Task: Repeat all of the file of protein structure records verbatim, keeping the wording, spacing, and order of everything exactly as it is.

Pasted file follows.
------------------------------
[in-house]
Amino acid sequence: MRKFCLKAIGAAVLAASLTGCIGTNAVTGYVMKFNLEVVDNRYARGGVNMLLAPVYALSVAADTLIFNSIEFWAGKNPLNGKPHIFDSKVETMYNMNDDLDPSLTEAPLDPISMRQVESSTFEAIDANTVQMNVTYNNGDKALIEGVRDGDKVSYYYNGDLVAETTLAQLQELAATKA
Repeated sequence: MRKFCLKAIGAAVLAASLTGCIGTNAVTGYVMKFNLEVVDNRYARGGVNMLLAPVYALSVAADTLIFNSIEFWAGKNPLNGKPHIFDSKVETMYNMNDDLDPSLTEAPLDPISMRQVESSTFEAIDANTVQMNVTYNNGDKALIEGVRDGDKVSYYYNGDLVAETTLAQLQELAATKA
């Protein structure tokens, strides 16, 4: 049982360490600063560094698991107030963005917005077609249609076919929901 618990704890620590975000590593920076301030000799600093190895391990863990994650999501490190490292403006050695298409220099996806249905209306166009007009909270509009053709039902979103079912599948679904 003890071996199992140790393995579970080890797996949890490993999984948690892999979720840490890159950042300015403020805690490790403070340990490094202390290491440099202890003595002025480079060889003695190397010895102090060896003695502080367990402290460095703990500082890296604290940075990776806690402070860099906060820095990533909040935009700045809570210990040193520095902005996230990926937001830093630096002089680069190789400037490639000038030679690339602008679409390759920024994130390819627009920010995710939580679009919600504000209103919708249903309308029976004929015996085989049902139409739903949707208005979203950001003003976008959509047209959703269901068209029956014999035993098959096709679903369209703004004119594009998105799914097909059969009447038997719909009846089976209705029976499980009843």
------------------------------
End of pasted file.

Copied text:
[in-house]
Amino acid sequence: MRKFCLKAIGAAVLAASLTGCIGTNAVTGYVMKFNLEVVDNRYARGGVNMLLAPVYALSVAADTLIFNSIEFWAGKNPLNGKPHIFDSKVETMYNMNDDLDPSLTEAPLDPISMRQVESSTFEAIDANTVQMNVTYNNGDKALIEGVRDGDKVSYYYNGDLVAETTLAQLQELAATKA
Repeated sequence: MRKFCLKAIGAAVLAASLTGCIGTNAVTGYVMKFNLEVVDNRYARGGVNMLLAPVYALSVAADTLIFNSIEFWAGKNPLNGKPHIFDSKVETMYNMNDDLDPSLTEAPLDPISMRQVESSTFEAIDANTVQMNVTYNNGDKALIEGVRDGDKVSYYYNGDLVAETTLAQLQELAATKA
């Protein structure tokens, strides 16, 4: 049982360490600063560094698991107030963005917005077609249609076919929901 618990704890620590975000590593920076301030000799600093190895391990863990994650999501490190490292403006050695298409220099996806249905209306166009007009909270509009053709039902979103079912599948679904 003890071996199992140790393995579970080890797996949890490993999984948690892999979720840490890159950042300015403020805690490790403070340990490094202390290491440099202890003595002025480079060889003695190397010895102090060896003695502080367990402290460095703990500082890296604290940075990776806690402070860099906060820095990533909040935009700045809570210990040193520095902005996230990926937001830093630096002089680069190789400037490639000038030679690339602008679409390759920024994130390819627009920010995710939580679009919600504000209103919708249903309308029976004929015996085989049902139409739903949707208005979203950001003003976008959509047209959703269901068209029956014999035993098959096709679903369209703004004119594009998105799914097909059969009447038997719909009846089976209705029976499980009843």